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Ozempic vs Bariatric Surgery: Weighing Your Options for Weight Loss

Ozempic Vs Bariatric Surgery: Weighing Your Options For Weight Loss

When it comes to achieving significant weight loss, two popular options have emerged: Ozempic and bariatric surgery. While both can be effective, they work in different ways and have distinct pros and cons. Let’s take a closer look at Ozempic vs bariatric surgery to help you make an informed decision.

How Ozempic Works

Ozempic is a medication that you inject once a week. It mimics a hormone in your body called GLP-1. This hormone sends signals to your brain that make you feel less hungry. As a result, you eat less and lose weight.

Ozempic was originally approved for treating type 2 diabetes, but doctors noticed that patients also lost a lot of weight while taking it. In clinical trials, people lost an average of 15–20% of their body weight over 68 weeks when using the highest dose.

Read more: How Does Weight Loss Surgery Help People With Type 2 Diabetes?

How Bariatric Surgery Works

Bariatric surgery, often called weight loss surgery, makes alterations to the digestive system that restrict the amount of food you can consume or decrease nutrient absorption. The two most common types in the U.S. are:

  • Gastric sleeve: Removing a large portion of the stomach so you feel full sooner.
  • Gastric bypass: Making the stomach smaller and rerouting part of the intestines.

These surgeries lead to significant weight loss, with most patients losing 50–80% of their excess weight. They also often reverse or improve obesity-related conditions like type 2 diabetes and high blood pressure.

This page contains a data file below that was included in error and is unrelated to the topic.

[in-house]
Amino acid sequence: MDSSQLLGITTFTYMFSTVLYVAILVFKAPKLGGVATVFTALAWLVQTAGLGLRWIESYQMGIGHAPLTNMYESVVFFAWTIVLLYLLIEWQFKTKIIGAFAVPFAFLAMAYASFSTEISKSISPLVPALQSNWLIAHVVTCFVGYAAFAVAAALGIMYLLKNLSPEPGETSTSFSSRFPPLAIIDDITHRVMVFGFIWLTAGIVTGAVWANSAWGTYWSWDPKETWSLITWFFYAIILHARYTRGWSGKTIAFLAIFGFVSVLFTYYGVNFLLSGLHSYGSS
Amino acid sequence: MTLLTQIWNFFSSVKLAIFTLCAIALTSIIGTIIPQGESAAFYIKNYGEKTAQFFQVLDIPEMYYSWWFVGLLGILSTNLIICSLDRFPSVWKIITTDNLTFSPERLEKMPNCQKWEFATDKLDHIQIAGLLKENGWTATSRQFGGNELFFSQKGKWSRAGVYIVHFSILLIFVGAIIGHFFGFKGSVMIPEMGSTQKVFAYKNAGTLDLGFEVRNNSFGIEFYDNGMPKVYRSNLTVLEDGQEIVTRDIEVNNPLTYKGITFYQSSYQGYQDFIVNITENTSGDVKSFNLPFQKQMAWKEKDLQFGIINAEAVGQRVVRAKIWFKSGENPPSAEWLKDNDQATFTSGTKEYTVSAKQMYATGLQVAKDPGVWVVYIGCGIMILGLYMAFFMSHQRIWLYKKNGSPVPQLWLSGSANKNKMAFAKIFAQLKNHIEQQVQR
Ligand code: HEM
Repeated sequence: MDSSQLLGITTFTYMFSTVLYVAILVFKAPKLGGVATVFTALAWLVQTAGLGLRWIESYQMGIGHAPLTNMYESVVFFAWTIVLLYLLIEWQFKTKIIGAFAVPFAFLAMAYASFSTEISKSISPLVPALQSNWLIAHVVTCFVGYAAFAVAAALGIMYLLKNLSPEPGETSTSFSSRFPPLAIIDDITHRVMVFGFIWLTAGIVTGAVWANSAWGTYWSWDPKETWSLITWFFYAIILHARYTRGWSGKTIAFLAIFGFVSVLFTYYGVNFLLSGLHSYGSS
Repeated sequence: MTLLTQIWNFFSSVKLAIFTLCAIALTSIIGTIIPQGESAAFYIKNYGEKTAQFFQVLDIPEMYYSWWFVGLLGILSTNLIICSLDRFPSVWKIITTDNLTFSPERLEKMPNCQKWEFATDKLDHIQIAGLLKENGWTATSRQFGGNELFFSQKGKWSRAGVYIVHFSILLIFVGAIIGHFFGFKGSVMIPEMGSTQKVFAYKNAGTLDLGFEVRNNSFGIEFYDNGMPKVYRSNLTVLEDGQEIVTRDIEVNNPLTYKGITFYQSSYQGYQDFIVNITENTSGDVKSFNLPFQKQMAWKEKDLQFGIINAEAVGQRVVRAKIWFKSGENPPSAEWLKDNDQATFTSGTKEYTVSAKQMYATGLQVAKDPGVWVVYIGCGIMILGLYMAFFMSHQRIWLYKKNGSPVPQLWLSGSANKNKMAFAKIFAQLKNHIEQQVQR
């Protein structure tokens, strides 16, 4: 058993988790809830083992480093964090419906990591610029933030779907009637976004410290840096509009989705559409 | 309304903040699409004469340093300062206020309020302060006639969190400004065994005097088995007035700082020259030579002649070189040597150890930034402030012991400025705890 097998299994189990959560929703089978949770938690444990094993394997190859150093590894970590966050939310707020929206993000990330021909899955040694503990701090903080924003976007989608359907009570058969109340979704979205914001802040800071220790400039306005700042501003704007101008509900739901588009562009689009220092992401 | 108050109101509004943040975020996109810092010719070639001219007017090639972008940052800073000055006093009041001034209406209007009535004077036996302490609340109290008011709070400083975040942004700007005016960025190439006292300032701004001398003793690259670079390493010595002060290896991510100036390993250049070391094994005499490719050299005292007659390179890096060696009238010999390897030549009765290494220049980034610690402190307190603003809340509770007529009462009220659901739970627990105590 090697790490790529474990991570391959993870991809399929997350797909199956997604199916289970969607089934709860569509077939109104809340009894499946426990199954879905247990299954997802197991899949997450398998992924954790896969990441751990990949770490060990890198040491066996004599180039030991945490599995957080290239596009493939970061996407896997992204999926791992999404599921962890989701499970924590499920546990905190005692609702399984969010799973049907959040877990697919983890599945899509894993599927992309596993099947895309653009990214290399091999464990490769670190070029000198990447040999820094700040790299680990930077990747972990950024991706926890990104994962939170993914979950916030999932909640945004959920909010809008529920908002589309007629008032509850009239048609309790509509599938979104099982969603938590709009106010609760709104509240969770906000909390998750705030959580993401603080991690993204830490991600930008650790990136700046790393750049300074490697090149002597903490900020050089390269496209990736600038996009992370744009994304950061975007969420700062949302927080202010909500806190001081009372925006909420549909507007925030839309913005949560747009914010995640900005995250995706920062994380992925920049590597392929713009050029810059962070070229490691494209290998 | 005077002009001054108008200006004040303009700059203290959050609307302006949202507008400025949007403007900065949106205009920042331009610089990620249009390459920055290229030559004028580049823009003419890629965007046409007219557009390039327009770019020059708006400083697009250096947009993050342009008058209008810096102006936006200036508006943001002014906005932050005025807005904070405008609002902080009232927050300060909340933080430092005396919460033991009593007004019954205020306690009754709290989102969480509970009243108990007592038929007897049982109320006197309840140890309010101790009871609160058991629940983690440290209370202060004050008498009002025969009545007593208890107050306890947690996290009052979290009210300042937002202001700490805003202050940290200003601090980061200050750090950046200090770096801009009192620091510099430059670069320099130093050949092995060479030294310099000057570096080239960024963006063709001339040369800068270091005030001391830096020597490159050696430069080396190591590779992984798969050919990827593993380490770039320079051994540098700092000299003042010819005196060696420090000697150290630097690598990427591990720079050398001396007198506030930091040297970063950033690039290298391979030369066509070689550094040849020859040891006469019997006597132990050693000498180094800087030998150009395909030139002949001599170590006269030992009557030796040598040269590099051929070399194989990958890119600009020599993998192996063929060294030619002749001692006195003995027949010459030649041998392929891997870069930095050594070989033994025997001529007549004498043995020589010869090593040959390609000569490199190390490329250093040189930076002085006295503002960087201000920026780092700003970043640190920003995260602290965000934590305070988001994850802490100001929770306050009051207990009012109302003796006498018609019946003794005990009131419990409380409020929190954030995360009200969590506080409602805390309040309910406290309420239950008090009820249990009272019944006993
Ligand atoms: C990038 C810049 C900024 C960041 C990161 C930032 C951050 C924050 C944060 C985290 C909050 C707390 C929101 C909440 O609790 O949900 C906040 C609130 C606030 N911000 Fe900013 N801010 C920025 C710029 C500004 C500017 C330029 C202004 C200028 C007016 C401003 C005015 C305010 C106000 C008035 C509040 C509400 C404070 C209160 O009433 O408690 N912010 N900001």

Comparing Ozempic and Weight Loss Surgery

So, how do Ozempic and bariatric surgery stack up? Here are some key things to consider:

  • Amount of weight loss: Bariatric surgery generally leads to greater weight loss than Ozempic, and the weight tends to come off faster. However, both can produce significant long-term weight loss if combined with lifestyle changes.
  • Risks and side effects: All surgeries come with risks like infection, bleeding, and reaction to anesthesia. Potential side effects of bariatric surgeries include symptoms of dehydration, vitamin deficiencies, acid reflux, and hernias. Ozempic’s most common side effects are nausea, diarrhea, and vomiting.
  • Cost and insurance coverage: Bariatric surgery is more expensive upfront but often covered by insurance for people with severe obesity or related conditions. Ozempic is costly without insurance and may not be covered for weight loss alone.

The right choice between Ozempic and weight loss surgery depends on your specific situation and goals. Be sure to discuss the risks and benefits of each option with your doctor. If you’re considering bariatric surgery in St Louis, reach out to the experienced team at Arch Bariatrics. We can help determine if you’re a good candidate for a life-changing weight loss procedure. Reach out to us today!

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